All the teenagers in the barrio are horny. A rundown project characterised by prostitution, drug-dealing, unemployment and basketball, sexual desire runs high. In an early scene, a group of boys play hide-and-seek, mostly using the opportunity as an excuse to have sex. One girl, Iris (Sofía Cabrera), is amongst the group. When a boy tries to kiss her, she politely declines, as she has a crush on the mysterious Renata (Ana Carolina Garcia), who used to live in the area but left due to mysterious reasons.
With a bird’s-nest haircut, circular sunglasses and a short mini-skirt, the returning Renata exudes an exciting sexual energy, quite at odds with the square, sporty Iris, who always wears a basketball top. Iris writes a letter and gives it to her after meeting on the bus. They develop a quick relationship, later complicated by the rumours that swirl around Renata’s past.
In this neighbourhood, STD-panic pervades every scene, with both boys and girls worried about contracting chlamydia, herpes and, most significantly, HIV. Iris learns from her friends that Renata may have HIV herself, complicating her desire, and showing that prejudice exists within the queer community itself. This story of Iris and Renata interweaves with Iris’ two male cousins, who are also both gay, and figuring out how to express their homosexuality.
This isn’t your average film about LGBT struggle, whereby protagonists struggle against the simplistic forces of hatred, but something far more difficult for a straight person such as myself to navigate. There is plenty of talk about what “they” say, especially with regards to Renata’s past, yet we never really meet who “they” are, rendering them a kind of abstract force. Additionally, Iris’ family are never seen, while her cousin’s supportive mother is perfectly fine with her two gay children.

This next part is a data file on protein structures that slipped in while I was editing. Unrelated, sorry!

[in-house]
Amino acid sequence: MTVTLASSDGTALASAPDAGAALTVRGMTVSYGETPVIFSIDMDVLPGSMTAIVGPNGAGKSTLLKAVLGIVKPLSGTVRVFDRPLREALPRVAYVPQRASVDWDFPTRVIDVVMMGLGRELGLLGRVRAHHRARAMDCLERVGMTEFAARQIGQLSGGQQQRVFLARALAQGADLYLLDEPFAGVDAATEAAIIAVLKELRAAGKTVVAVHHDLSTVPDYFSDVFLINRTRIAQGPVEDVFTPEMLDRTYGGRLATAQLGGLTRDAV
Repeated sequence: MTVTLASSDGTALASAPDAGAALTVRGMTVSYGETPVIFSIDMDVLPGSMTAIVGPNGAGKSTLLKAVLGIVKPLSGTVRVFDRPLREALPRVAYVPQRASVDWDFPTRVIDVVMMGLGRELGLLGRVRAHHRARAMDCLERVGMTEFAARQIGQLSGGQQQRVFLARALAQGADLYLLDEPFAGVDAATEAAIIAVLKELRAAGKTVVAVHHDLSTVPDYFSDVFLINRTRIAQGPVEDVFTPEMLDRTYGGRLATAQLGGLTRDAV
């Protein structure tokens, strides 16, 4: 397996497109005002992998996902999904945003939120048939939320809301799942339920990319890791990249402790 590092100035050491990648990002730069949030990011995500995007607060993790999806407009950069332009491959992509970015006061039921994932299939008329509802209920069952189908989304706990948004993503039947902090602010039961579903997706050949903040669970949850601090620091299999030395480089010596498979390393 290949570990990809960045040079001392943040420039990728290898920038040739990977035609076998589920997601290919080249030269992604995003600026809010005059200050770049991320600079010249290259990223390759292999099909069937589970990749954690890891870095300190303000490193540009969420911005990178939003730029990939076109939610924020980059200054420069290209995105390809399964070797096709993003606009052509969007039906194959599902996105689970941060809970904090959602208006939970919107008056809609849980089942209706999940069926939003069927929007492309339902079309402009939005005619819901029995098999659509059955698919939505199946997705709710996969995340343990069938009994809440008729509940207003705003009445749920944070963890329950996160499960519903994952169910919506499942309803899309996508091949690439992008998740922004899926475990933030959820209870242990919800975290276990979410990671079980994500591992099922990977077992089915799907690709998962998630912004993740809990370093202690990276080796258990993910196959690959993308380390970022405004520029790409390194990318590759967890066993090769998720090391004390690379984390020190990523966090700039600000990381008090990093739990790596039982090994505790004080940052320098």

These choices are odd. While there may be some sense to keeping the threat out, it makes one wonder if there is any threat at all. This perpetual sense of absence is stressed by the mise en scène, with characters often wandering out of frame, leaving us to stare at the corner of buildings or through empty hallways. Here the use of absence doesn’t render the theme of prejudice stronger, it merely muddles it, making us wonder what exactly the prejudices are.
Thankfully the film is engaging enough on a simple formal level, even if its final thesis is unclear. Director Clarisa Navas eschews coverage in favour of lengthy one takes, the best of them simply tracking Iris and Renata as they walk around the neighbourhood and talk about themselves. These takes allow us to see them as they are in their environment, working best as an observational character piece. The performances from actresses Sofia Cebrera and Ana Carolina Garcia are accomplished; the former filled with searching anxiousness with the other projecting a strong tough-guy vibe that hides a wounded interior within. It’s a shame the meandering One In a Thousand cannot give them the platform they deserve.
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While fascinating in its portrait of an LGBTQ+ community, One in a Thousand ultimately lacks any sense of clarity.
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